Blue Jays’ ’87 title team to be honoredLast Saturday in Bismarck, the clock ran out on both the Blue Jay boys’ and girls’ basketball teams — finishing one win shy of qualifying for this year’s state Class A tournament, which kicked off Thursday in Fargo. The girls lost a 65-64 heartbreaker to Mandan, while the Blue Jay boys fell to Minot to the tune of 77-70.
Last Saturday in Bismarck, the clock ran out on both the Blue Jay boys’ and girls’ basketball teams — finishing one win shy of qualifying for this year’s state Class A tournament, which kicked off Thursday in Fargo.
The girls lost a 65-64 heartbreaker to Mandan, while the Blue Jay boys fell to Minot to the tune of 77-70.
Despite their absence this weekend in Fargo, Jamestown won’t go unnoticed this championship weekend.
The 1987 Jamestown boys’ basketball team will be recognized today after hoisting the state-championship trophy 25 years ago in Bismarck.
“Twenty-five years, it doesn’t seem like it should be that long ago,” said Jeff Gould, a member of the 1987 Blue Jay squad. “It’s pretty neat. All the guys that we’ll be able to see this weekend will be a good time.”
Most of the team is expected to attend tonight’s ceremony, which will be held at halftime of tonight’s 6:30 p.m. semifinal game at the Fargodome.
Legendary coach Jerry Meyer and assistant George Helmstetler are expected to join the entire roster, with the exception of two players — Bruce Dobson and Steve Koenig.
“It’s going to be so much fun to see everybody and kind of relive the moment,” said Bryan Flam, a former teammate of Gould’s. “It was a great time in our life.”
For the Blue Jays, 1987 marked the third straight year they appeared in the state title game, but in the third year they broke the trend with a 69-64 victory over Fargo South after finishing runners-up the previous two years.
“They had beaten us the year before and that was the fourth game we had played them that year,” said Gould, who now resides in Fargo. “That was pretty special to win that with your friends and family in the stands, and to do it with guys you’ve been playing with since you were seven, eight or nine years old.”
It was also the final state championship for Meyer, who won four with the Blue Jays.
“The thing about Coach Meyer that I remember the most is that he had total control of the team, nobody second guessed him and everybody respected him,” Flam said. “We grew up watching him coach and by the time we got to Coach Meyer he was legendary. We treated him as such.”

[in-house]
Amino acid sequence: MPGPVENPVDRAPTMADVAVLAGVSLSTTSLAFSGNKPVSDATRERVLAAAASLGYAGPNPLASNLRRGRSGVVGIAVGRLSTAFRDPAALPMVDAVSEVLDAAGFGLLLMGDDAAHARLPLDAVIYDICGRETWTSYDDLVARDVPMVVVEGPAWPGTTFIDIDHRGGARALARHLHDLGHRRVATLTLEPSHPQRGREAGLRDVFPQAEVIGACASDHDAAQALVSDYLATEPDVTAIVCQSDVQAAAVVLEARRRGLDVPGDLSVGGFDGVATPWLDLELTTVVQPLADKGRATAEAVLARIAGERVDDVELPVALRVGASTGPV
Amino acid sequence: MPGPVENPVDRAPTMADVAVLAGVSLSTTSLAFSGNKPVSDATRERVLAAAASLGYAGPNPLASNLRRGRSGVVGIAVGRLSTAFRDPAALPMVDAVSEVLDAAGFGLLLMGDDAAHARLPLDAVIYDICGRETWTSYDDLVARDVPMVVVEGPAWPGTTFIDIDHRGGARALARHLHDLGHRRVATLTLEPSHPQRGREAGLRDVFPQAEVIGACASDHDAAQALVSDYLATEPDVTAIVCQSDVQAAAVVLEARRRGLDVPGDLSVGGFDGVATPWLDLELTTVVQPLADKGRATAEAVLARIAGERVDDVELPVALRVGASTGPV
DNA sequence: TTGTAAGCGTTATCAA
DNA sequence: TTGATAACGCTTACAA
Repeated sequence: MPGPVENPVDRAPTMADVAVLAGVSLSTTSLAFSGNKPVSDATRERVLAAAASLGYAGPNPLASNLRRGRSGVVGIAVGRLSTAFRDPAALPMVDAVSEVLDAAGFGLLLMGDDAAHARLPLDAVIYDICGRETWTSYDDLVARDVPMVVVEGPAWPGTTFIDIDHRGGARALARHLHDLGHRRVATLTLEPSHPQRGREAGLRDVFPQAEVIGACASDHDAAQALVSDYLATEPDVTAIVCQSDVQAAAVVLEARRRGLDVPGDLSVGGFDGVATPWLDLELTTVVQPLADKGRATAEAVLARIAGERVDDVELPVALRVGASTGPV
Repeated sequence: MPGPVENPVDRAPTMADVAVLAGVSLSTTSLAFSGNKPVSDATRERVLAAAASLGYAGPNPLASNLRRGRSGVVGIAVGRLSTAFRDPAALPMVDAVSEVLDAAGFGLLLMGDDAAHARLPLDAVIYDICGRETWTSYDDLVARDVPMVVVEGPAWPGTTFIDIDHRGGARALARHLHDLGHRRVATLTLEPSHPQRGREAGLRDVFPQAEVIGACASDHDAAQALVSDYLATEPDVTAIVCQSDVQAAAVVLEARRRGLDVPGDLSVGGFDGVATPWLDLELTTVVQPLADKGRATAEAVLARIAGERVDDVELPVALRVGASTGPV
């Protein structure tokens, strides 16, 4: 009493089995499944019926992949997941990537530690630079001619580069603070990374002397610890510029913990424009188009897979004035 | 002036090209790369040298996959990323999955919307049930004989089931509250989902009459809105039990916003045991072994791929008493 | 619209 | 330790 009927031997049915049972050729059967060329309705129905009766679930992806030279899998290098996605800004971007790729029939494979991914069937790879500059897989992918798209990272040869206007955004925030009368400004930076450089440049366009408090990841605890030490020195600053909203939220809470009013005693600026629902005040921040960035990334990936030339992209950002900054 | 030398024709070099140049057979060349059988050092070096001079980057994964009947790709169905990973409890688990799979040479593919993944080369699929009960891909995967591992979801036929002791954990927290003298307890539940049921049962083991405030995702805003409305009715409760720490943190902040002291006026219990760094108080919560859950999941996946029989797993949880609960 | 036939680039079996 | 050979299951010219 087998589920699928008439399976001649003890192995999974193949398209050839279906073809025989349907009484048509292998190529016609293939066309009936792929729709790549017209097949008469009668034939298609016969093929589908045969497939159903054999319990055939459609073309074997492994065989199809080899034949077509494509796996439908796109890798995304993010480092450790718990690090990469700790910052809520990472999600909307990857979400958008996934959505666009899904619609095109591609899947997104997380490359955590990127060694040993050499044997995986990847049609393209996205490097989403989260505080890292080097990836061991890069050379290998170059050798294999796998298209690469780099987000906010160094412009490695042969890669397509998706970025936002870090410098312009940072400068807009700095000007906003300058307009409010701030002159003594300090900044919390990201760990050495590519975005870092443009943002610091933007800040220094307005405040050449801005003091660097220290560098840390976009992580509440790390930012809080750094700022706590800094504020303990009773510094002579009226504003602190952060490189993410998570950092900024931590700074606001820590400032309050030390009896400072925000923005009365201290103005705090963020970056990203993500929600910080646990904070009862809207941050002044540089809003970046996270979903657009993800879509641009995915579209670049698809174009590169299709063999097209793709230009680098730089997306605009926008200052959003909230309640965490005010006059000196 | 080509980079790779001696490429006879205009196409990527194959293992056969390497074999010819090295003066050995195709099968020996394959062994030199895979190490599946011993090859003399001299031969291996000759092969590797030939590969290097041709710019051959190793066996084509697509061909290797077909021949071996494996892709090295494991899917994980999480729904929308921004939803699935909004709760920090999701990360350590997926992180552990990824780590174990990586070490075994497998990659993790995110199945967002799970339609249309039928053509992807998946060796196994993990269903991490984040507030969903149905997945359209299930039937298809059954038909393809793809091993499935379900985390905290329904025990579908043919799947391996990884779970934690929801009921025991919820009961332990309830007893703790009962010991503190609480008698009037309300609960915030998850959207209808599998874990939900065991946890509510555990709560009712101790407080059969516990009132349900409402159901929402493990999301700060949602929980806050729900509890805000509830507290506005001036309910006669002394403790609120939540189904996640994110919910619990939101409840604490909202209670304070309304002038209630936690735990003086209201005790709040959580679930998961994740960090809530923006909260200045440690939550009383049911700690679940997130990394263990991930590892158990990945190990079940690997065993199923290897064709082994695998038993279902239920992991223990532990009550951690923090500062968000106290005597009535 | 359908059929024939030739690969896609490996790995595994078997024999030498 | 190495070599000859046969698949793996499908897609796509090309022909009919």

The title run hardly came without a few bumps in the road for the Blue Jays that year.
Jamestown stumbled out of the blocks and won just two of its first six games. Nobody, however, was shaken.
Jamestown rattled off 11 straight victories to battle its way to the top of the Eastern Dakota Conference standings, but it was the Fargo South Bruins who upended the Blue Jays to send them on a two-game losing skid to close out the season — costing Jamestown the EDC crown.
The Bruins also took down Jamestown in the title tilt of the EDC tournament, but the Blue Jays got their revenge in the two teams’ final matchup of the year at the state tournament.
“That was huge for us,” said Flam, who was a senior that season. “I was scared going into that championship game that we were going to finish second for the third time. Nobody remembers the second-place finishers, so it made it that much sweeter for me in my senior year to end with a championship.”
Flam was not only an all-state selection that season but he was later named North Dakota’s Mr. Basketball after finishing his senior campaign averaging 19 points on 53 percent field-goal shooting. He also dished out five assists per game and was one of the purest three-point shooters in the state.
But tonight isn’t about individual accolades, rather a group of players buying into a team-first philosophy and executing it in the state’s biggest tournament.
“We still keep in touch,” said Gould of his former teammates. “Not like we used to, but we still exchange emails, text messages and phone calls and whatnot. They’re kind of your teammates for life.”
Sun sports writer David Griswold can be reached at (701) 952-8462 or by e-mail at email@example.com. Follow him at www.twitter.com/DGriswoldSun